For creative translators, slogans represent the ultimate challenge. They have to do much more than just communicate content in the target language and comply with cultural norms. After all, slogans are riddled with rhymes and wordplay. And – ideally – are creative, concise and emotionally charged.
The most important thing is to create a slogan that hits the same emotional notes in each language. In order for it to sound and feel natural, everything has to work – including factors like length and tone. It needs to be transcreated, not translated.
Sound abstract? It is. But these four examples help illustrate what we mean. Regardless of the language.
“HARIBO macht Kinder froh und Erwachsene ebenso” (German original)
“HARIBO c’est beau la vie, pour les grands et les petits” (French)
“Kids and grown-ups love it so – the happy world of HARIBO” (English)
Kids and translators love it so – the slogan from candy kings HARIBO. The translators pinpointed exactly what makes the original so successful – tone, language and emotional impact – and deftly transferred these aspects into the target languages, even as the words themselves differ.
“I’m lovin’ it” (English original)
“Ich liebe es” (German)
“Me encanta” (Spanish)
Many consider McDonald’s to be the epitome of culturally insensitive globalization. But we’d like to disagree – at least when it comes to language. The corporate giant has demonstrated a flair for cultural subtleties in the transcreation of its world-famous slogan. For example, the Spanish version is much closer to “I really like it” than “I’m lovin’ it”.
Why? “Amar”, the Spanish word for “to love”, is closely associated with romance and passion. While Americans can love cars or even a burger, this would come off as a bit – ahem – kooky among Spanish speakers. The same goes for the Chinese translation. Directly translated, it means “I like it”. The slogan refrains from using the word for “love” (愛), which is rarely spoken aloud in China.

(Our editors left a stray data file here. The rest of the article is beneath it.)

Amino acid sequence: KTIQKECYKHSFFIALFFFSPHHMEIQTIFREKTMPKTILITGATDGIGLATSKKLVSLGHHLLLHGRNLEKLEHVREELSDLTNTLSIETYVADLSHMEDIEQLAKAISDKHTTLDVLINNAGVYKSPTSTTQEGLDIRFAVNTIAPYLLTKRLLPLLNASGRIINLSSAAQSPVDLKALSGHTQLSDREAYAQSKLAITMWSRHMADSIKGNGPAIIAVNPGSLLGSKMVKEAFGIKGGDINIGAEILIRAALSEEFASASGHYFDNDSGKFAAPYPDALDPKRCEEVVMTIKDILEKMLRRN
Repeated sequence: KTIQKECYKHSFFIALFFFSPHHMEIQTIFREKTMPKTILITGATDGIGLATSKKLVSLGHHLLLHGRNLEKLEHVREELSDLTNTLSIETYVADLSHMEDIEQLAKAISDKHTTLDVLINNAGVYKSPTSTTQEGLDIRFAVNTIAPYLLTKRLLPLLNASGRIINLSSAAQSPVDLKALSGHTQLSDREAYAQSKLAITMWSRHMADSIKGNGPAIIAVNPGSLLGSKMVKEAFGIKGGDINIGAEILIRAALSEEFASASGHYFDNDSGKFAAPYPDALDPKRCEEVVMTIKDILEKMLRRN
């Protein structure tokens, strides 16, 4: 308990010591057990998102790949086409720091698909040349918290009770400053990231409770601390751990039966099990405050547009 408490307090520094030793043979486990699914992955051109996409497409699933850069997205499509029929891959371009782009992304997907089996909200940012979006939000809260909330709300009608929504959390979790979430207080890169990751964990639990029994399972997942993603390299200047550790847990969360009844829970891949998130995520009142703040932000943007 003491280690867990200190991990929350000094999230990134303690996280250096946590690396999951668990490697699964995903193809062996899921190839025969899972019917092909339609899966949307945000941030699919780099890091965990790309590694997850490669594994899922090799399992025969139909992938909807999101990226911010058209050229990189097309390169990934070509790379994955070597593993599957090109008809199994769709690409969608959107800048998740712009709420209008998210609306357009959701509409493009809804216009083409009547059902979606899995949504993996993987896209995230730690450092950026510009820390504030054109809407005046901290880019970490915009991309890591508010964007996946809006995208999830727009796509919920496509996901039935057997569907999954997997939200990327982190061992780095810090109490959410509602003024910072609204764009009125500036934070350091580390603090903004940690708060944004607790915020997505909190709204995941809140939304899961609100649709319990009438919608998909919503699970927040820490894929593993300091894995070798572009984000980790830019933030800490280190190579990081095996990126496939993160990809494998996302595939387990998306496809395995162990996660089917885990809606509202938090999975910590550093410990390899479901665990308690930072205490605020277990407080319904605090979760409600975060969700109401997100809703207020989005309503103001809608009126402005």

“Volkswagen. Das Auto.” (German original)
Over in Wolfsburg, VW has taken the idea of an invisible transcreation literally: they’ve avoided translating their slogan altogether. The German slogan has been used around the world for years. A clever checkmate move by brand strategists. What else could as effectively convey the core message, “The mother of all German cars”? Sadly, this marketing gem fell victim to the diesel scandal in 2016. Since then, VW has been a bit more modest, and its marketing team have ditched the confident slogan.
“When Swiffer’s the one, consider it done” (English original)
“La polvere non dura, perché Swiffer la cattura” (Italian)
This example from 1999 achieves the seemingly impossible: an improvement on the original. In English, the Italian slogan means something like “Dust doesn’t stay around, since it’s caught by Swiffer”. The tone and emotional message (Swiffer makes lives easier) remain the same, and the slogan simultaneously touches on the product’s benefits – its ability to clear dust!
In conclusion: transcreating slogans is hard work. Reconciling different languages, cultures and marketing considerations – within in a single sentence, no less – can often verge on the impossible. To be successful, you have to be creative and have the courage to differ from the original where necessary. Or have the right partner.